A Solar-Powered Fleet Tracking System for Rural IoT Applications; Byte Back: Guidelines for Improving Security in Connected Devices using Actor Network Theory

Miller, Malcolm, School of Engineering and Applied Science, University of Virginia
Powell, Harry, EN-Elec/Computer Engr Dept, University of Virginia
Neeley, Kathryn, University of Virginia

Millions of cyber-attacks occur every day. Some of the most dangerous attacks target internet connected devices, many of which have the capability of causing physical harm to humans if operated maliciously. My STS and technical projects examine security in connected devices and the technical and organizational strategies engineers can implement to improve security. The technical portion of my thesis involved the design and realization of a secure location tracking device. In my STS research, I formed a set of guidelines outlining how to design connected devices to be reliable and secure.

Currently, when organizations wish to track the location of their assets in real time, they must make a sacrifice between compatibility, reliability, and security. Customers must decide between battery powered devices, which require frequent maintenance, and hardwired devices, which can expose the control systems of vehicle to remote cyber-attacks. My technical design produced a self-powered GPS tracking device that aimed to offer all three aspects without limitation. In order to achieve these goals, my capstone group created a device powered by a solar panel that could mount externally to any vehicle. Since it is electrically isolated from the control system of a vehicle, cyber-intruders have no potential to cause physical harm to the passengers. Additionally, the solar panel allowed for our device to power itself, avoiding the need for frequent maintenance.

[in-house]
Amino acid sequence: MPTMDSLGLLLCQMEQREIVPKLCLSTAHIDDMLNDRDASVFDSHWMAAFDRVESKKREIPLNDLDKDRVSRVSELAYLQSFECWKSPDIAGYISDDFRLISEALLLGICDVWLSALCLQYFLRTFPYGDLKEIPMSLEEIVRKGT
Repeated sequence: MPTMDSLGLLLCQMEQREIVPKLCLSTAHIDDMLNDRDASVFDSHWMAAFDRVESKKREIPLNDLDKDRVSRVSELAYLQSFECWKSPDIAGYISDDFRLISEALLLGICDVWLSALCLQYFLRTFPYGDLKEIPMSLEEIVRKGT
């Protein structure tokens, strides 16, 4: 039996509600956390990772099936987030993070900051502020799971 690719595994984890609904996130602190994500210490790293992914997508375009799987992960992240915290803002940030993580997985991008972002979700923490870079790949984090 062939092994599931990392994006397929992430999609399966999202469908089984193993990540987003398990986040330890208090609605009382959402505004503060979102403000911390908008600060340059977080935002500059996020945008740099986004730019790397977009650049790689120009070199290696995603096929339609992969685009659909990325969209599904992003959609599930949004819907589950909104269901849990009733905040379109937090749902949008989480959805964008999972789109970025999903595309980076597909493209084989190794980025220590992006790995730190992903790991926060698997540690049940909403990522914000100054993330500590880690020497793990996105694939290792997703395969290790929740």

Many engineering shortcomings, such as Boeing’s 737 Max plans and Shadow’s Iowa Caucus mobile application have been caused by organizational issues within engineering companies. In my STS research, I examined such failures and applied the framework of actor network theory to formulate a set of guidelines for creating secure connected devices. The first guideline outlines that any connected device ought to be compared to its offline predecessor to assess its relative utility, reliability, and safety. Next, while designing and building devices, engineers ought to assume every component with wireless connectivity can and will be hacked. Finally, during all phases of the engineering process, a diverse group of individuals should be consulted to ensure that the finished product is aligned with technical, organizational, and cultural standards.

My technical project enriched my STS research by presenting a real-world example that could serve as a case study for my guidelines. The STS research aided my understanding of the technical project because it formalized the concepts and techniques my capstone group implemented in the engineering process. I believe that this work is ethically significant because it offers a straightforward set of guidelines and a tangible example of how connected devices can aid society without sacrificing security or reliability.

BS (Bachelor of Science)
Internet of Things, Actor Network Theory, Cybersecurity

School of Engineering and Applied Science
Bachelor of Science in Computer Engineering
Technical Advisor: Harry Powell
STS Advisor: Kathryn Neeley
Technical Team Members: Jesse Dugan, Nayiri Krzysztofowicz, Vivian Lin, Nojan Sheybani

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